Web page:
Micah 4:9-13 Ruin and redemption of Jerusalem. Description of a dismal situation is given. No king, no priests, only pain (likened to a woman in labor). A description of exile to Babylon is given (May be used as general term for Mesopotamia). Exile to Babylon wouldn’t happen for another century or more…also promise of rescue out of the hand of their enemies. Nonetheless, that promise was for future generations. Current generation remained unrepentant and will suffer for their sins. Nations that gloated over Jerusalem’s misfortune should think about their place in God’s overall plan…in turn, they, too, would experience judgment. They, too, will be gathered like sheaves to the threshing floor.
Micah 5 Coming Mighty Leader to be Born in Bethlehem and to Restore Israel
Micah 5:1-4 A future King of Jerusalem is mentioned. A description of siege of Jerusalem is given. Yet, out of Bethlehem will come one who will be ruler over Israel. This individual has not yet been born. This indicated that God would not abandon them forever. Israel will not only have a new ruler, but also a reuniting of its brothers. This messianic king will care for Israel. He will shepherd his flocks in the strength of the Lord.
Micah 5:5-6 Future peace: God will gather his scattered people. They will rule over those who have ruled over them (Assyria).
Micah 5:7-9 Remnant of Jacob: Remnant will be transformed from being insignificant to having dominion. Nations will not be able to withstand the remnant
Micah 5:10-15 Purification of the Remnant: Weapons and idols would be destroyed. Nations will be expected to conform. The Lord will take vengeance on those who disobey.
D. The Lord's Case Against Israel
Micah 6:1-5 The First Complaint of God
God accuses his people. A lawsuit formula wherein the mountains were called as witnesses. God pleaded with his people. Why have they ceased to obey him? He recalled his saving act of the Exodus and the many great leaders he gave them.
Micah 6:6-8 Israel’s First Reply
What constitutes proper worship? Description of trappings of formal worship…is that what God wants? What does the Lord require? “To act justly and to love mercy and to walk humbly with your God”…this is what is good. God is interested in the state of one’s heart. These are members of the covenantal community with covenantal responsibilities.
Micah 6:9-16 Second Complaint of God
A sentence of judgment is given. The Lord calls as disaster threatens. An emphasis on social sins is seen. Leaders had made so many promises that were not kept. Invalidated their leadership in many ways. Result: They will lose their land. Their efforts to amass personal wealth will have been meaningless. Idolatry also is an issue. Because you have followed their traditions, “I will give you over to ruin…your people to derision; you will bear the scorn of nations”.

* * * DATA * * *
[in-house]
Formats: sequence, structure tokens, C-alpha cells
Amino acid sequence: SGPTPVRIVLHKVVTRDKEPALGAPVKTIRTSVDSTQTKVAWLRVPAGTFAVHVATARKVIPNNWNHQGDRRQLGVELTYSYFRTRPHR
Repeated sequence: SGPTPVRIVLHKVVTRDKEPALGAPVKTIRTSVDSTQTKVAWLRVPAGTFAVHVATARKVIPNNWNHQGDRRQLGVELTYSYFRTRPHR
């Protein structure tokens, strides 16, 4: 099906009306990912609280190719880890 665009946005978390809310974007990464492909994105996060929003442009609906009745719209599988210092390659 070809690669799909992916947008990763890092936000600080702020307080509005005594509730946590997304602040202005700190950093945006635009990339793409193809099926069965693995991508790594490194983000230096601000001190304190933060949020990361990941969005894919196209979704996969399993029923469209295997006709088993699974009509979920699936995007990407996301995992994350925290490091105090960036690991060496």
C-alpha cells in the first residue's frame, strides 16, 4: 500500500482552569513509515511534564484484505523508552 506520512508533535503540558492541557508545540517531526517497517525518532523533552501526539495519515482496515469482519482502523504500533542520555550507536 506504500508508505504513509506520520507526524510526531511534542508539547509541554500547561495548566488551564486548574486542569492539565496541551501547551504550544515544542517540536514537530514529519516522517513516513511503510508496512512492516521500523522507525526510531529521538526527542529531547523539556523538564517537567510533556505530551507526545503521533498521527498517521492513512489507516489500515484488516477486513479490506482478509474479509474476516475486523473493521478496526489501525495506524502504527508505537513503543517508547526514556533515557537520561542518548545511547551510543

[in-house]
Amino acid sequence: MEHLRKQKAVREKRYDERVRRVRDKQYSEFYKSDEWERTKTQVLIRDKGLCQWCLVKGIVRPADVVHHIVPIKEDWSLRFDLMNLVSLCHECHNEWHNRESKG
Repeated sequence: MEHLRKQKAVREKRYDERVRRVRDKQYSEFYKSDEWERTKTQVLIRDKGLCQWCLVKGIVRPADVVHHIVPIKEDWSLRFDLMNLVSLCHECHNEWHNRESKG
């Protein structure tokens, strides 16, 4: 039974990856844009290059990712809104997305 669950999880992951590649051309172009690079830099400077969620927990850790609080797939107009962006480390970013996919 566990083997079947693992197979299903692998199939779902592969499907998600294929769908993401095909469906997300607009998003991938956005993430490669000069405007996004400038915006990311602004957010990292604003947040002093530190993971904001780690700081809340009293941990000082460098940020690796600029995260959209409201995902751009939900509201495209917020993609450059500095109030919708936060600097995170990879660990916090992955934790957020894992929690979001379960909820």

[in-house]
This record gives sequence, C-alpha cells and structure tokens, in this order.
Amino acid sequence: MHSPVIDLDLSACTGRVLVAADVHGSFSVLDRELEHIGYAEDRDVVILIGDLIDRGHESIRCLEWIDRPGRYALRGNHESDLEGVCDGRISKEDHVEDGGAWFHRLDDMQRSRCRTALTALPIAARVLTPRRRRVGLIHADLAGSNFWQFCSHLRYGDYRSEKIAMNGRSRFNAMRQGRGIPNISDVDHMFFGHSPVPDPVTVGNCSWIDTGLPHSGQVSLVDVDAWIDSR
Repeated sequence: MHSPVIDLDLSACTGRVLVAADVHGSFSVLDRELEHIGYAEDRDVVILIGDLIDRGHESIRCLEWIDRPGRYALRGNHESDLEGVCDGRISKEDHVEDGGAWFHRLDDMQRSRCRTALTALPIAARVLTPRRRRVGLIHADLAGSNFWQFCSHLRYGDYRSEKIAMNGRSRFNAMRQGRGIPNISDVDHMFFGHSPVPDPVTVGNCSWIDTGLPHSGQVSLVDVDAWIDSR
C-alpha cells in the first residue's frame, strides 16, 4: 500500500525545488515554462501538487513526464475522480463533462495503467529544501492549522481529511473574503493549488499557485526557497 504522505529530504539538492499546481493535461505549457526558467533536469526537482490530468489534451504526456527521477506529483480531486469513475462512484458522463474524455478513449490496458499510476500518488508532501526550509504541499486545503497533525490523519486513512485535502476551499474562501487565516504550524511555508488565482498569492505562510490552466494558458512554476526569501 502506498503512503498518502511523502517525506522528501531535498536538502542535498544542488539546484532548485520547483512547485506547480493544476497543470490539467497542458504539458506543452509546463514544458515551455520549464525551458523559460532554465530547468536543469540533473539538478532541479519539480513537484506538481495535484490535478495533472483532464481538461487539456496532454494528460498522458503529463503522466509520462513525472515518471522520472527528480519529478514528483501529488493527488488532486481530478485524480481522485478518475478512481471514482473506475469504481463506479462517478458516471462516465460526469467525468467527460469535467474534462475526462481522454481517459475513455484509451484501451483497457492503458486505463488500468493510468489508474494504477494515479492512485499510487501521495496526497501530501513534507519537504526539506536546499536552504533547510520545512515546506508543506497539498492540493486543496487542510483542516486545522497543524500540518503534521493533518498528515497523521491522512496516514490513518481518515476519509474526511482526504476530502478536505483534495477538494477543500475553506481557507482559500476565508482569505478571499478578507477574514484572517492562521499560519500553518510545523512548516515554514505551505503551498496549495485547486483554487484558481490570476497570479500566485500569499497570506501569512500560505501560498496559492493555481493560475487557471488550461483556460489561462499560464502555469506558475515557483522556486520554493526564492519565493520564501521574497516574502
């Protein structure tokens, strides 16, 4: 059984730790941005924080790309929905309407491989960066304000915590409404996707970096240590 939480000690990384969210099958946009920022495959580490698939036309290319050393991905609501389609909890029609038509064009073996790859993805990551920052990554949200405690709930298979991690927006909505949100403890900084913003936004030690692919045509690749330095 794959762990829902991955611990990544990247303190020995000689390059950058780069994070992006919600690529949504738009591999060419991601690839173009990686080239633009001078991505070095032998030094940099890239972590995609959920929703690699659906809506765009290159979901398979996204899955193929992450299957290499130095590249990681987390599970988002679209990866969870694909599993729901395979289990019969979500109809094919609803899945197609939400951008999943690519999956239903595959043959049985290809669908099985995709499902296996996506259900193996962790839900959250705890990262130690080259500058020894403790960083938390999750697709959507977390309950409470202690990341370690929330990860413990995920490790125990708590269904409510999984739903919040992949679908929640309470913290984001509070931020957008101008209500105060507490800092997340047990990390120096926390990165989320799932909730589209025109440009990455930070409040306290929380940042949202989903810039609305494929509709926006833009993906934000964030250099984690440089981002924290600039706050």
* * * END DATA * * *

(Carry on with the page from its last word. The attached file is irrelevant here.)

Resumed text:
Micah 7:1-10 Israel’s Second reply-A Confession of Sin
Micah 7:1-2 Micah’s lament. Micah mourned the conditions he witnessed, the sorry state of mankind. Gave voice to his deepest feelings of disappointment. Used metaphor of going to vineyard hoping to find fruit, but none was there.
Micah 7:3-6 Lament over corruption of society. He claimed no honest people were left. Rulers and judges had given themselves over to greed. All were out to exploit before they became exploited. No one could trust anyone. “A man’s enemies are the members of his own household”.
Micah 7:7-10 A psalm of lament. A godly man can turn to God for help… he can wait in hope for the Lord. Micah knew that God would act in his own time. That brought a sense of peace, knowing that God was in control. He also knew the faithful would be vindicated. Ultimately God would act on their behalf.
Micah 7:11-17 Israel’s Promised Victory
One day the remnant will triumph. Their borders will be expanded and all the peoples of the world will come to Jerusalem. All peoples will partake of the promise of faith. The Good Shepherd will lead them as He had in the past. They will see all His wonders. Nations will humble themselves before God. Stark images described their trembling before the Lord.
Micah 7:18-20 Doxology: The Triumph of Grace
Who is a God like you? (A pun on his name: Micah…Who is like God?). God’s promises are sure because of His nature. When people respond, God pardons and forgives (way more than they deserve). He delights to show mercy and will again have compassion. His promises are sure “as you pledged in oath to our fathers in days long ago”.